Direct pay process, tax credit transfer recapture risk and more


The Solar Energy Industries Association (SEIA) recently hosted its annual Finance, Tax, and Buyer’s Seminar in Times Square, New York City. This year’s seminar built on the main topic of 2023, the Inflation Reduction Act (IRA), and explored its various facets in greater depth.

Key topics included the much-discussed tax credit transferability rules, the process of filing for and monetizing “elective pay” (also known as direct pay), domestic content and brownfield tax adders, capital structures, and the evolving finance structures as the Internal Revenue Service (IRS) and Treasury Department continue to release financial guidance.

Tri Merit, a specialist in renewable energy tax credit solutions, presented “The Process for Monetization of Renewable Energy Tax Credits.” The presentation highlighted a significant talking point for selling solar to non-profits: to convert the IRA tax credit into a direct payment, the non-profit must file the IRS 990-T form.

Their presentation outlined the steps for submitting various applications to the IRS, including parts of the process currently delayed due to the development of necessary online tools that will allow for the submission of the required documents.

pv magazine USA’s discussion with Tri Merit revealed their approach of early collaboration with project developers and CPAs to develop financial models. Represented by Barry Define and Randy Burge, Tri Merit provides a comprehensive document for developers to integrate into their financial models. As projects progress, Tri Merit assists with finalizing documentation for IRS submission, working with tax professionals to fine-tune values and navigate IRS website forms.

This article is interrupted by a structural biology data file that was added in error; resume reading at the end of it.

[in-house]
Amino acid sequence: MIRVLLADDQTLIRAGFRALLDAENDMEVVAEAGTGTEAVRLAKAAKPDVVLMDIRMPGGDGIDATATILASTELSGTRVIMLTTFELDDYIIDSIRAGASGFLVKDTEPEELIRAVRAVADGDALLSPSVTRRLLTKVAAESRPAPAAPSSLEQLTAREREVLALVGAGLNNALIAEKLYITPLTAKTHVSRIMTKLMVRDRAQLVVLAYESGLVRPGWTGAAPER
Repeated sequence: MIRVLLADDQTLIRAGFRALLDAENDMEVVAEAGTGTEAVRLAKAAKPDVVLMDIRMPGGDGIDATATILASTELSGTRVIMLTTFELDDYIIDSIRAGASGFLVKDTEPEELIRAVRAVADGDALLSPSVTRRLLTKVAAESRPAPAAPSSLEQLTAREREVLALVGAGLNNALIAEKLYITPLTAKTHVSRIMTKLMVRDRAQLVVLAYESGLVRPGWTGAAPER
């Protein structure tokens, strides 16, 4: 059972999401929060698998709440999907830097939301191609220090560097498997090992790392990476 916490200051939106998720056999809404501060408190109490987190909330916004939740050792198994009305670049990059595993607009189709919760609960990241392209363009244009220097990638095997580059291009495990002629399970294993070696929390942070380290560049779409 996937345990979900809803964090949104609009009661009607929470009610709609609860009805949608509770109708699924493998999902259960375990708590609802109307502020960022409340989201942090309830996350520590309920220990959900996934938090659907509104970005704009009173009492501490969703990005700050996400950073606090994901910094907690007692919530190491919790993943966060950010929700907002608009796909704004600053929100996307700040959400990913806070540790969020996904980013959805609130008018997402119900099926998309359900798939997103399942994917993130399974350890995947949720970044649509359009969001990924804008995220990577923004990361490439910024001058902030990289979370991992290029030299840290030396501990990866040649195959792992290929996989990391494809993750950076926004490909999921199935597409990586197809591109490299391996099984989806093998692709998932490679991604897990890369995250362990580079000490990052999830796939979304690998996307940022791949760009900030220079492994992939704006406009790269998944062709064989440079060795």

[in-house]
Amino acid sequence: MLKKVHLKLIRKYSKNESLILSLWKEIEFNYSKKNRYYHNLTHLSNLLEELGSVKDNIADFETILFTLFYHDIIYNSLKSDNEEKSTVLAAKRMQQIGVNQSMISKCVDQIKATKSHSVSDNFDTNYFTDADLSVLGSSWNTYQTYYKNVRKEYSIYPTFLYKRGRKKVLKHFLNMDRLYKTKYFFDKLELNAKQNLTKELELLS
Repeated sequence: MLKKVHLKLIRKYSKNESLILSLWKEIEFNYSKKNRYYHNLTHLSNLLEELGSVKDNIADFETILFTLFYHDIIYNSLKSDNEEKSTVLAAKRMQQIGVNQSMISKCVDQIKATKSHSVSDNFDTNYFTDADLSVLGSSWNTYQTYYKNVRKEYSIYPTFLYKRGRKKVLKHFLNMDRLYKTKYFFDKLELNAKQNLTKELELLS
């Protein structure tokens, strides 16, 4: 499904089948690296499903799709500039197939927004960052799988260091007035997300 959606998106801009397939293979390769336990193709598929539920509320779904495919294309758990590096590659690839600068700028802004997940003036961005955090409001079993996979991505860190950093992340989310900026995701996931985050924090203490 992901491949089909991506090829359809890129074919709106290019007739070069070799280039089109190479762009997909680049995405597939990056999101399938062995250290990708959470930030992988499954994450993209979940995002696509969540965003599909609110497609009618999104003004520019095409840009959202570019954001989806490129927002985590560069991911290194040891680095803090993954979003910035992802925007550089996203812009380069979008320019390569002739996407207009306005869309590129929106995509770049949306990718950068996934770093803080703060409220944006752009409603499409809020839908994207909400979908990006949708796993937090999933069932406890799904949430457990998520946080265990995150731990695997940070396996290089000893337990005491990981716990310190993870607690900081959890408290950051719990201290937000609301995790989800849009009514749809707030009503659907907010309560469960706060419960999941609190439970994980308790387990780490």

Despite the purported simplicity of the tax credit transfer process, multiple presentations highlighted the risks and challenges associated with monetizing the credits, especially among larger organizations dealing in projects priced above $10 million. Foley & Lardner LLP, a law firm with extensive experience in tax and energy law, presented “General Overview of Tax Credit Transferability,” which delivered a wealth of high-level information on the subject.

The Foley presentation covered the risks of tax credit recapture by the IRS, which can occur when solar projects fail to meet the technical requirements that initially qualified them for tax benefits. These recapture risks are a major factor driving the extensive documentation requirements, which continue to include significant fees and recapture insurance, necessary to complete tax credit transfers.

The presentation also detailed the processes of the newly developed finance structure that has emerged with the introduction of transferability. This structure begins with the traditional tax equity finance model that has been in use for years, but it now incorporates an additional tax credit transfer step at the end. A key aspect of this process, which is more complex and costly than a simple tax credit transfer, is that it enables solar developers to include a “step up” (or development fee) in the transaction at an amount approved by the IRS. It also has the potential to monetize the project’s depreciation.


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